And I couldn't agree more as Davis all but set the screen on fire in "Of Human Bondage." It's an interesting contrast to Kim Novak's interpretation of the same role a few decades later. 

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1 hour ago, Fading Fast said:

I have nothing but great things to say about Bette Davis, but Mae Clarke, IMO, gave a career performance in 1931's "Waterloo Bridge."

Oh absolutely- in fact, MAE CLARK was better in the part than BETTE DAVIS would've been BUT...that still does not negate the fact that BETTE has such a crummy part in WATERLOO BRIDGE- she's in it for maybe 3 minutes as the hero's sister, her part could and should have been removed from the film since it adds nothing (maybe there was an intent or maybe there were cut scenes where the sister discovers MAE'S secret or befriends her, I don't know). but as it is, it's a very "will you be having wine with your dinner?" ** type part.

 

**that's a SOAPDISH reference, she doesn't actually say that in the film.

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7 hours ago, LornaHansonForbes said:

Man, GEORGE BRENT could probably kill a horse with one punch with the kinda heft he had to back him up.

For all the talk of liberty in the pre-code era, the filmmakers had to have known that small-town censors would NOT approve of Brent settling his beefs using b*tt-fu.

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3 hours ago, LornaHansonForbes said:

Oh absolutely- in fact, MAE CLARK was better in the part than BETTE DAVIS would've been BUT...that still does not negate the fact that BETTE has such a crummy part in WATERLOO BRIDGE- she's in it for maybe 3 minutes as the hero's sister, her part could and should have been removed from the film since it adds nothing (maybe there was an intent or maybe there were cut scenes where the sister discovers MAE'S secret or befriends her, I don't know). but as it is, it's a very "will you be having wine with your dinner?" ** type part.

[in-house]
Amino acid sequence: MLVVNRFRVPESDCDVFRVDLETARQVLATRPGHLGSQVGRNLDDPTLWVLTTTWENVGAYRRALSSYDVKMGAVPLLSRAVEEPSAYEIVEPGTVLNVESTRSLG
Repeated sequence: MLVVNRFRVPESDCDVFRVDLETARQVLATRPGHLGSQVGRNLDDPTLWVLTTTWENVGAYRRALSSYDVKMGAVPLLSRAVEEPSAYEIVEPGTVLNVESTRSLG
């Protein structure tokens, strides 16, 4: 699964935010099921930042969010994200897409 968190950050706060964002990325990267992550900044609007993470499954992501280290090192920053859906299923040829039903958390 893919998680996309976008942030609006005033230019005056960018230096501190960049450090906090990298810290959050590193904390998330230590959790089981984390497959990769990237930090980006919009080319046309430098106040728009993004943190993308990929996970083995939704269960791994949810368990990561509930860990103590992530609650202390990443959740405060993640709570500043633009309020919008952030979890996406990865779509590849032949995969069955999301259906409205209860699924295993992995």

**that's a SOAPDISH reference, she doesn't actually say that in the film.

Mae Clark in 1931 would've been better than Bette Davis in 1931 but that was only because 1931 was Davis's first year of making movies.    Davis was still very inexperienced.   I have to assume that Davis in, say,  1934,   would have given a better performance than Mae Clark could have ever given,  in any year.

 

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I have two long movie lists, one from TCM and one from Kanopy. This was from the latter. I chose it because it was the first one saved.

Let the Right One In (2008)

Cool film. Described on Wiki as a horror romance.

In Norway two 12 year olds meet and eventually fall in love. One has a bullying issue and the other- well lets just say a worse issue. 
 

Slow paced, yet not boring story. It's as if the romance angle balanced the rare intensity of the horror part.